State media: Suicide car bomber kills 3 in Lebanon
BEIRUT (AP) -- A suicide car bomber reportedly killed three people at a checkpoint manned by the Shiite Hezbollah militia in eastern Lebanon Saturday evening, the state-run news agency reported, as the war in Syria spilled over into its eastern neighbor.
However, a Hezbollah-run TV station reported later that the suicide bomber did not kill anyone at the checkpoint. There was no immediate way to reconcile the contradictory reports.
Hours before the suicide bombing, the family of a Lebanese soldier held captive by militants in Syria said their son had been killed, and a video posted on show media networks appeared to show the man being shot to death.
The suicide car bomber detonated his explosives-rigged vehicle at the checkpoint about 3 miles (4.8 kilometers) from the Syria border near the town of Khreibeh, Lebanon's National News Agency said.
It wasn't immediately clear if the casualties were bystanders or Hezbollah fighters.
The last such suicide car bombing occurred in February. Since July 2013, dozens of people have been killed in more than a dozen suicide car bombings that have rocked the country.
The Saturday attack was likely linked to the war in Syria, as were the previous bombings, as the spillover from the Syrian war raises sectarian tensions in the tiny Mediterranean country, where Sunnis and Shiites back opposing sides of the neighboring conflict.
Sunni militants, including the Islamic State group, have been trying to punish the Iranian-backed Hezbollah because its fighters are battling alongside forces loyal to Syrian President Bashar Assad. They have claimed responsibility for previous bombings in Lebanon that have targeted Shiite communities. But they have also increasingly targeted the Lebanese army itself, seeing it as aligned with Hezbollah fighters. Some Lebanese Sunnis complain that the army is biased, because it has only cracked down on Sunni militants heading to Syria, and not on Hezbollah fighters.
Tensions have ratcheted further in recent weeks, after militants from Syria overran a Lebanese border town, Arsal, in early August, capturing and killing soldiers and police. The militants, including the al-Qaida linked Nusra Front and the extremist Islamic State group, are holding some 20 Lebanese hostages.
At least three have been killed by their captors. Two have been beheaded by Islamic State militants, sparking days of violence against Syrian refugees in Lebanon and tit-for-tat kidnappings between Sunnis and Shiites.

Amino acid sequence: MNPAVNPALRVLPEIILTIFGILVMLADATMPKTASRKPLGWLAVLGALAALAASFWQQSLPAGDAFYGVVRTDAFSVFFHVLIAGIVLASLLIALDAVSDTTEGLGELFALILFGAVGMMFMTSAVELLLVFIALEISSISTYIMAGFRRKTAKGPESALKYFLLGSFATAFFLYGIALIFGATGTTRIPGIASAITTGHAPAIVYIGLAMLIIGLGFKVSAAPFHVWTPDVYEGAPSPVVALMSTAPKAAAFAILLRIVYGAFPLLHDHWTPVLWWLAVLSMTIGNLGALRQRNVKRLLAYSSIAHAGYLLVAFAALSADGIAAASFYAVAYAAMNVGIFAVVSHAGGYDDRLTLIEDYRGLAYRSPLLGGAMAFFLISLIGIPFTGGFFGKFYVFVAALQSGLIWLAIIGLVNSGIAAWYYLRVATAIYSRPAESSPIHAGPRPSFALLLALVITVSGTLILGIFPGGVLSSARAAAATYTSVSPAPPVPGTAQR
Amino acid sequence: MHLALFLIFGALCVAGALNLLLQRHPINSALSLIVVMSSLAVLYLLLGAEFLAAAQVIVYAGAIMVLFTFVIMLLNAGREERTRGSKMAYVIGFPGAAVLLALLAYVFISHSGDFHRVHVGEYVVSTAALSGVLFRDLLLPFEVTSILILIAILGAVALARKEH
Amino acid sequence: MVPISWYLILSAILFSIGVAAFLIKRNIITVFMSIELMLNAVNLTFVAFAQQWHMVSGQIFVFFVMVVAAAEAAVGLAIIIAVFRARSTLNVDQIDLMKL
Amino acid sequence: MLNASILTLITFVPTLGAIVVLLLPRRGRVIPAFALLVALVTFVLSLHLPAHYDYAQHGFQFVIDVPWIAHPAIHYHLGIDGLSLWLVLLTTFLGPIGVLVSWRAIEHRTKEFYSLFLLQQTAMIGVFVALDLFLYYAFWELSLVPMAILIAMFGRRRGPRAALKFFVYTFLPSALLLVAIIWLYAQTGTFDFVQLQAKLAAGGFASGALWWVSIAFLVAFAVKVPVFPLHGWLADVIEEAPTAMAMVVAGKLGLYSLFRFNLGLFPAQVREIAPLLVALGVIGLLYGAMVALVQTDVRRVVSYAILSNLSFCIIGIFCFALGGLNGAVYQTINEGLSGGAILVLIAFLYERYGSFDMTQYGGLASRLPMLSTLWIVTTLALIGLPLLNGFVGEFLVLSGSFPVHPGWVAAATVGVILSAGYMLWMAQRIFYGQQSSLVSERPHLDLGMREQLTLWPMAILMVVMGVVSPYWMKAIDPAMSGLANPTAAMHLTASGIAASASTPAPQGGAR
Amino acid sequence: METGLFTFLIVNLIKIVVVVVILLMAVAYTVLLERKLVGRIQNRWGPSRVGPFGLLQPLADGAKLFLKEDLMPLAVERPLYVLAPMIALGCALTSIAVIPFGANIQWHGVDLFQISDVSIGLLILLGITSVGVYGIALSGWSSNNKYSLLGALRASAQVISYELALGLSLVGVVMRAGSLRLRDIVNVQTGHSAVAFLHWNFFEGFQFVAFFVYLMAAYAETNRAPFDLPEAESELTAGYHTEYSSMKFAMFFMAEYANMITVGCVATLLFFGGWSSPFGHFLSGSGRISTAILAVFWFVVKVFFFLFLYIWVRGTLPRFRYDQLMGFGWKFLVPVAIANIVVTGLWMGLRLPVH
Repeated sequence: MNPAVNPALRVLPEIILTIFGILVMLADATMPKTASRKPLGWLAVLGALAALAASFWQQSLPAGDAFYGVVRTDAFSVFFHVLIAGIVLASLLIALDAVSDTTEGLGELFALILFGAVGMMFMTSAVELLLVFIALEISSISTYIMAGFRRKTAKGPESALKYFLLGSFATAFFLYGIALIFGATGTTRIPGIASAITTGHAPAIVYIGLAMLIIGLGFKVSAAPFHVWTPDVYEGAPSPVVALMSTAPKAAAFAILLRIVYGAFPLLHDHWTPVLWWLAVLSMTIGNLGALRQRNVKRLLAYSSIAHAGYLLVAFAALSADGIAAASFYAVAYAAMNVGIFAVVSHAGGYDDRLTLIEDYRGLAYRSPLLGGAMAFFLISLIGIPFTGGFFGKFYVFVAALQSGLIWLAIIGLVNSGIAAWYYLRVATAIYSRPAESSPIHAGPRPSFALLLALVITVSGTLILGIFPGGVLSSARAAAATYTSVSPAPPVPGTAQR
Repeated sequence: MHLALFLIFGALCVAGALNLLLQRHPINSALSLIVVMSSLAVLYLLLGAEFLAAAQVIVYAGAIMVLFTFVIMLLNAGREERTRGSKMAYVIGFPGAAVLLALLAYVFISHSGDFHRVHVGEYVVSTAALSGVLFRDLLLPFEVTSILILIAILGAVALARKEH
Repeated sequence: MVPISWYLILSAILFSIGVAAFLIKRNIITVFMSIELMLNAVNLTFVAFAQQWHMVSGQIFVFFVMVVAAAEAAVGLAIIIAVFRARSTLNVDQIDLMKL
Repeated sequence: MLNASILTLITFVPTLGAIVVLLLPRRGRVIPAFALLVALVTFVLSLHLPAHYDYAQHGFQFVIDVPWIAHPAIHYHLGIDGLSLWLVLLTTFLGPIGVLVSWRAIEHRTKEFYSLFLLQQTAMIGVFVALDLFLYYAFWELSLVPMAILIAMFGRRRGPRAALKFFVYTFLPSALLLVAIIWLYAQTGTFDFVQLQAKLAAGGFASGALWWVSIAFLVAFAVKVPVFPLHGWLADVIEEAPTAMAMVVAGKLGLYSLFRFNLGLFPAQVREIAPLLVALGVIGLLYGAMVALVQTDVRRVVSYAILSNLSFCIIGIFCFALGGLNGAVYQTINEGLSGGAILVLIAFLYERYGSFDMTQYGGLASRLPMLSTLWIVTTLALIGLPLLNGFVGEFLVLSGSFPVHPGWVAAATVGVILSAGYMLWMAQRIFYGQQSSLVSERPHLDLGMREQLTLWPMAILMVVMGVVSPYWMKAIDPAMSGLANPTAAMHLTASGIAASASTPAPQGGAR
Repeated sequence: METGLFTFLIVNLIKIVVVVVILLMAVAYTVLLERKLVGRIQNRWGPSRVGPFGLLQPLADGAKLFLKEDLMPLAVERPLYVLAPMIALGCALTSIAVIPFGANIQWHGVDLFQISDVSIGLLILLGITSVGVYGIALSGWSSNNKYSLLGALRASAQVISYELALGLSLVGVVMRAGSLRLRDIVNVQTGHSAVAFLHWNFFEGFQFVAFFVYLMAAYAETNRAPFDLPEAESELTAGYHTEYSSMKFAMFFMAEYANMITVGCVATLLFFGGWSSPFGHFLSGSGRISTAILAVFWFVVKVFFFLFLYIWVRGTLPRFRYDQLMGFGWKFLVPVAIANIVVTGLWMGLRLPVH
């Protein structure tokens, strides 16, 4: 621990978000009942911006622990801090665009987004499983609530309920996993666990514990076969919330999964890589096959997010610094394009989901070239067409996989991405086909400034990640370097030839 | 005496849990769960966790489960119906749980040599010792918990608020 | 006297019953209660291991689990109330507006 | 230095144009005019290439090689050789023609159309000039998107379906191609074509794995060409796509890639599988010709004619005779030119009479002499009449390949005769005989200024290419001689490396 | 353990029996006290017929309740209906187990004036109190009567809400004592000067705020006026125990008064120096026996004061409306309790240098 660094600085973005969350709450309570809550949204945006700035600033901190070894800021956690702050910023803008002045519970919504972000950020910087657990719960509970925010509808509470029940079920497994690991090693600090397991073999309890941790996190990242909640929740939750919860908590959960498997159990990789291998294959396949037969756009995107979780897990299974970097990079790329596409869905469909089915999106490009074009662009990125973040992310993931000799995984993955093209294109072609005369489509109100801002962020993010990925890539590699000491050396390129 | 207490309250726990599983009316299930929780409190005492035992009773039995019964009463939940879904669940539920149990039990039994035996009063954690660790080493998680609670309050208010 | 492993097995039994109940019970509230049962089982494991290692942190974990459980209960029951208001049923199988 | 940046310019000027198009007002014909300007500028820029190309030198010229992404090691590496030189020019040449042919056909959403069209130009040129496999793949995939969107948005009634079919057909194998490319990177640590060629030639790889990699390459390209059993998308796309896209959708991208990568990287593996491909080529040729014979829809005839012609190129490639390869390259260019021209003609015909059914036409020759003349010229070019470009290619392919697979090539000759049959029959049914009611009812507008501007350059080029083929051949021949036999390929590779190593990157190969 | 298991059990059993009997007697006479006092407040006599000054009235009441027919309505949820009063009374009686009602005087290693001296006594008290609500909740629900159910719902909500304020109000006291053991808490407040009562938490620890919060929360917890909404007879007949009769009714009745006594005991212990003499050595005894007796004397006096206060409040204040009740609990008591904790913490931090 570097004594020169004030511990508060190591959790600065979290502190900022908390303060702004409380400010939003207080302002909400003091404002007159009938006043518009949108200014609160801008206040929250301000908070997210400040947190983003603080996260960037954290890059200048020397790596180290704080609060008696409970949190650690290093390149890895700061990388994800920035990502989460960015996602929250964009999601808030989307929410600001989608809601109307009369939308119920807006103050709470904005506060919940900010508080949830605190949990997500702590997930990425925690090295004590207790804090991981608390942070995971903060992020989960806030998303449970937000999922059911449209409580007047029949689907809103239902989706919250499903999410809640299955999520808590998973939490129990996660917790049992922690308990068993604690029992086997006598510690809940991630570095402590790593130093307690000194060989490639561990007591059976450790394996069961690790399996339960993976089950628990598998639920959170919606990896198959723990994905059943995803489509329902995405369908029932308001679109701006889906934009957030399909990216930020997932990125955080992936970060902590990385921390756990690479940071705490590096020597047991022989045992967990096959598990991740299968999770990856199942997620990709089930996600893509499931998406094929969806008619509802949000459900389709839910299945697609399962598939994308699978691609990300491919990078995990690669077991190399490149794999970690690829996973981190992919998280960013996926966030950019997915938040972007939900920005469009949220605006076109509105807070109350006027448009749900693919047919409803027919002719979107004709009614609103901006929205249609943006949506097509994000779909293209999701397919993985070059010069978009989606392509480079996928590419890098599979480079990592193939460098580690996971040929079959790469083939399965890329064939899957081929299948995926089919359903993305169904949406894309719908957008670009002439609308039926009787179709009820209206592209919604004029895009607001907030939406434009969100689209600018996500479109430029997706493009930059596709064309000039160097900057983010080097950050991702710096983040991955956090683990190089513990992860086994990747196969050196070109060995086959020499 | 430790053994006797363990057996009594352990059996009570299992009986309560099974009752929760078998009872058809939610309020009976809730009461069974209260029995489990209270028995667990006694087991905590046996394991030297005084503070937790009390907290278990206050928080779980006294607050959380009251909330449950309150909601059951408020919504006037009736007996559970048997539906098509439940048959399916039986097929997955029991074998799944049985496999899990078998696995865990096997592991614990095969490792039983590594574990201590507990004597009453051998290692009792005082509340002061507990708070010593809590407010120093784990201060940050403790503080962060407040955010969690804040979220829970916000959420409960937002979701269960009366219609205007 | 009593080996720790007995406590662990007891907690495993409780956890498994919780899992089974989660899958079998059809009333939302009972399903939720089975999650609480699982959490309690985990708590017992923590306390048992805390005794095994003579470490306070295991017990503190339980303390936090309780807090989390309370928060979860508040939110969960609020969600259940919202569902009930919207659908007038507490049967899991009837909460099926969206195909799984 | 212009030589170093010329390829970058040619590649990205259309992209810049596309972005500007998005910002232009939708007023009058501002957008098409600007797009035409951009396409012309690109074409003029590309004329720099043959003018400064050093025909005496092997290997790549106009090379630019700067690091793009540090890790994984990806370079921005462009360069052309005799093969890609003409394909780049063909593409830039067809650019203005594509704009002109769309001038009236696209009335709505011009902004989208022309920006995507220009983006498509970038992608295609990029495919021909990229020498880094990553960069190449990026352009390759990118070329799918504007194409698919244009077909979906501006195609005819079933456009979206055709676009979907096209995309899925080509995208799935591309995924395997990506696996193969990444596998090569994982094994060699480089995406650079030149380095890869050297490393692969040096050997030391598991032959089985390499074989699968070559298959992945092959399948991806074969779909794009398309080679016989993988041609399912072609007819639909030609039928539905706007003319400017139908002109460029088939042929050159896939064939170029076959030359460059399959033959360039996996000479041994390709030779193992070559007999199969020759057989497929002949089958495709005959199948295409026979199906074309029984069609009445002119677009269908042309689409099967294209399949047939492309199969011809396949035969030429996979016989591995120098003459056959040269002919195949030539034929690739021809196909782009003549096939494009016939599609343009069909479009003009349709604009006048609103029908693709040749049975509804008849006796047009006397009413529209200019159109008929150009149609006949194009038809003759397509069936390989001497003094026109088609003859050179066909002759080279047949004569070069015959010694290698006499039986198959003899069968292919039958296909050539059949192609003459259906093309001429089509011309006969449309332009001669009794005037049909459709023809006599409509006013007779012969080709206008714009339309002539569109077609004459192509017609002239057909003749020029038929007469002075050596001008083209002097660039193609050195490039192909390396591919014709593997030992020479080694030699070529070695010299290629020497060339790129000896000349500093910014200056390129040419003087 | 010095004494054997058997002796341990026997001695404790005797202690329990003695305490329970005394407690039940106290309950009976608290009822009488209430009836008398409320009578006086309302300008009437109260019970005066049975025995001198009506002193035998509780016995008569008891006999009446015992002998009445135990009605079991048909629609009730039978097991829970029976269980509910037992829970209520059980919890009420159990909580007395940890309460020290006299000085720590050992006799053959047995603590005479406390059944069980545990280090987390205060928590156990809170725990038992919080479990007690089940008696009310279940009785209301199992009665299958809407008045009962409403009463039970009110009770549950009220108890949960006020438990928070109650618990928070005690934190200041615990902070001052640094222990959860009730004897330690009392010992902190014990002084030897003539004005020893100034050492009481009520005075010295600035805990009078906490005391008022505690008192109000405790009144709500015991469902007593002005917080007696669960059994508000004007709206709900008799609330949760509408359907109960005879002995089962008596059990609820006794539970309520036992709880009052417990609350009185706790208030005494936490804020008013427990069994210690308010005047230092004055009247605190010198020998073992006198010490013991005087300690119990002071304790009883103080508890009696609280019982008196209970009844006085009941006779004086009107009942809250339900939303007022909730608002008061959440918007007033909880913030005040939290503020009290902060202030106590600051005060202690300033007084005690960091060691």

News of the killing of the third soldier surfaced Saturday, when the father of one of the men held captive by the Nusra Front said he believed that his son had been killed by the militants.
Maarouf Hamiyeh said his son Mohammed was likely shot to death after a video appeared onlilne showing the soldier repeating the demands of his captors before being shot.
"It's confirmed," the father said grimly in an interview with The Associated Press.
In the video, a man identified as Mohammed Hamiyeh is shown kneeling in what appears to be an orchard, dizzily swaying as he tries to breathe, pleading that Hezbollah fighters must leave Syria or otherwise his captive comrades would be killed.
"I am paying the price now, and all of my friends will die, all of them," he said, his voice occasionally breaking into sobs.
As he spoke, a masked man sat silently behind him, and seconds later shot the Lebanese soldier in the back of his head. A captive Lebanese policeman then was shown, his hands handcuffed, pleading with the Lebanese government to speed up negotiations or he would be killed next.
Twitter messages by a Nusra Front account said that Hamiyeh was "sacrificed" and warned that the policeman would be next.
Another tweet on a Nusra Front account said the al-Qaida linked rebel group was open to negotiations to secure the release of the Lebanese captives, but that so far all negotiations had failed. At least seven of the captured Lebanese soldiers and policemen are being held by the Nusra Front, while the others are being detained by the Islamic State group..
Following the video's release, angry Shiite residents near Hamiyeh's hometown kidnapped Sunnis from a neighboring village, even as his family pleaded for calm. The thud of exploding artillery rounds could be heard for miles as Lebanese soldiers shelled barren hills in the border region.
On Friday, attackers detonated a roadside bomb as a Lebanese army truck passed by on a road near Arsal, killing two soldiers and wounding three others.
Prime Minister Tammam Salam blamed jihadi extremists for the roadside bombing in a statement by his office.
The attack came after the army detained a Lebanese and two Syrians alleged to be part of a terrorist cell near Arsal. On Wednesday, jihadi gunmen crossed from Syria and snatched a Lebanese soldier.
The Islamic State group, which controls parts of Syria and Iraq, has also beheaded two Americans and a British citizen in recent weeks